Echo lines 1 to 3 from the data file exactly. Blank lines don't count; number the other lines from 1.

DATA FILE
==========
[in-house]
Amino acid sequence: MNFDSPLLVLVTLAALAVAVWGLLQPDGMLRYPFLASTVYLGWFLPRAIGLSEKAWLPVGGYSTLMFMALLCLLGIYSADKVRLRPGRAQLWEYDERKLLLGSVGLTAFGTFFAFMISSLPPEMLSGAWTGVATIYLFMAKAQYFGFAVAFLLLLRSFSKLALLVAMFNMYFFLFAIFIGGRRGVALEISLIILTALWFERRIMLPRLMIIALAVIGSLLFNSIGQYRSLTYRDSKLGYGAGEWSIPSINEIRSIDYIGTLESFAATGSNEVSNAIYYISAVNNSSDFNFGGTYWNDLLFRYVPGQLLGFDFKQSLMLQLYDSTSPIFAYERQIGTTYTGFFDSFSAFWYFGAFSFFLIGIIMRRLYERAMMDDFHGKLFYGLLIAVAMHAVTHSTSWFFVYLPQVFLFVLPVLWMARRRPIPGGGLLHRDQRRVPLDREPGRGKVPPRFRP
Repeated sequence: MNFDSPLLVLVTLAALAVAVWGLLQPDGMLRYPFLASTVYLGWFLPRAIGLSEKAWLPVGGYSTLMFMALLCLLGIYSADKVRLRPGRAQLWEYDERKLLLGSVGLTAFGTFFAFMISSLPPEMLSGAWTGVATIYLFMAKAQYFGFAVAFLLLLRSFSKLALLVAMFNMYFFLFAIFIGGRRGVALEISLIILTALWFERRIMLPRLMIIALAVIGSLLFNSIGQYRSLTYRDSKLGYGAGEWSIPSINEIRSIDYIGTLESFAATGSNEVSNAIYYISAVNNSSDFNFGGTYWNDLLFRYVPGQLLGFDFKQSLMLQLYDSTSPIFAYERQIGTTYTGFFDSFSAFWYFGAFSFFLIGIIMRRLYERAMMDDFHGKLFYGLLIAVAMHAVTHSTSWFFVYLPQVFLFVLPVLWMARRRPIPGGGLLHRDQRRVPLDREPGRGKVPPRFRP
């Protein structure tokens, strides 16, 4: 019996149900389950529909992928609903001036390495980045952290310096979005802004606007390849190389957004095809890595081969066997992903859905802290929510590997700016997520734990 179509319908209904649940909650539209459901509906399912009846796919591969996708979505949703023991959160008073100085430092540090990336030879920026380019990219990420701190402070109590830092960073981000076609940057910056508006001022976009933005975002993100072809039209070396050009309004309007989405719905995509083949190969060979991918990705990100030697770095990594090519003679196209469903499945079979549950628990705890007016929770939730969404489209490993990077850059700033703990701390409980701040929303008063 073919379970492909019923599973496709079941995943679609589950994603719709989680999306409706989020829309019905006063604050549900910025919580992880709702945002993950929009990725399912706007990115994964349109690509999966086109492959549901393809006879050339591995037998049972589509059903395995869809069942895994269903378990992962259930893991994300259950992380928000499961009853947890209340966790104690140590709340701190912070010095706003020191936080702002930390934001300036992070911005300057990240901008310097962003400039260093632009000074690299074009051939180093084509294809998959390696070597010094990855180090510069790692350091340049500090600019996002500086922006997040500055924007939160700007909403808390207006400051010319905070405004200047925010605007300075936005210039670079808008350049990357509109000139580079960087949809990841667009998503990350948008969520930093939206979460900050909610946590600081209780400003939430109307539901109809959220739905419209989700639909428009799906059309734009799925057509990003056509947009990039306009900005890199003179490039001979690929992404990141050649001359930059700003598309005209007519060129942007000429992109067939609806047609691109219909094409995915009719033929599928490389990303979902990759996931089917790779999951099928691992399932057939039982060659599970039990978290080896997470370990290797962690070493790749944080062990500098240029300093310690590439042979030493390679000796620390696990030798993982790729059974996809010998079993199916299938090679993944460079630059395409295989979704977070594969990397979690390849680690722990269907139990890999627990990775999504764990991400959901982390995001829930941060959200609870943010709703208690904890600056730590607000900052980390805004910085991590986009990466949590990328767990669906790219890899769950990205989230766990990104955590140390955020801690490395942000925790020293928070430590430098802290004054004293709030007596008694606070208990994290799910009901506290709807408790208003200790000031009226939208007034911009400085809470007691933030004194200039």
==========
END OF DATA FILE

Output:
[in-house]
Amino acid sequence: MNFDSPLLVLVTLAALAVAVWGLLQPDGMLRYPFLASTVYLGWFLPRAIGLSEKAWLPVGGYSTLMFMALLCLLGIYSADKVRLRPGRAQLWEYDERKLLLGSVGLTAFGTFFAFMISSLPPEMLSGAWTGVATIYLFMAKAQYFGFAVAFLLLLRSFSKLALLVAMFNMYFFLFAIFIGGRRGVALEISLIILTALWFERRIMLPRLMIIALAVIGSLLFNSIGQYRSLTYRDSKLGYGAGEWSIPSINEIRSIDYIGTLESFAATGSNEVSNAIYYISAVNNSSDFNFGGTYWNDLLFRYVPGQLLGFDFKQSLMLQLYDSTSPIFAYERQIGTTYTGFFDSFSAFWYFGAFSFFLIGIIMRRLYERAMMDDFHGKLFYGLLIAVAMHAVTHSTSWFFVYLPQVFLFVLPVLWMARRRPIPGGGLLHRDQRRVPLDREPGRGKVPPRFRP
Repeated sequence: MNFDSPLLVLVTLAALAVAVWGLLQPDGMLRYPFLASTVYLGWFLPRAIGLSEKAWLPVGGYSTLMFMALLCLLGIYSADKVRLRPGRAQLWEYDERKLLLGSVGLTAFGTFFAFMISSLPPEMLSGAWTGVATIYLFMAKAQYFGFAVAFLLLLRSFSKLALLVAMFNMYFFLFAIFIGGRRGVALEISLIILTALWFERRIMLPRLMIIALAVIGSLLFNSIGQYRSLTYRDSKLGYGAGEWSIPSINEIRSIDYIGTLESFAATGSNEVSNAIYYISAVNNSSDFNFGGTYWNDLLFRYVPGQLLGFDFKQSLMLQLYDSTSPIFAYERQIGTTYTGFFDSFSAFWYFGAFSFFLIGIIMRRLYERAMMDDFHGKLFYGLLIAVAMHAVTHSTSWFFVYLPQVFLFVLPVLWMARRRPIPGGGLLHRDQRRVPLDREPGRGKVPPRFRP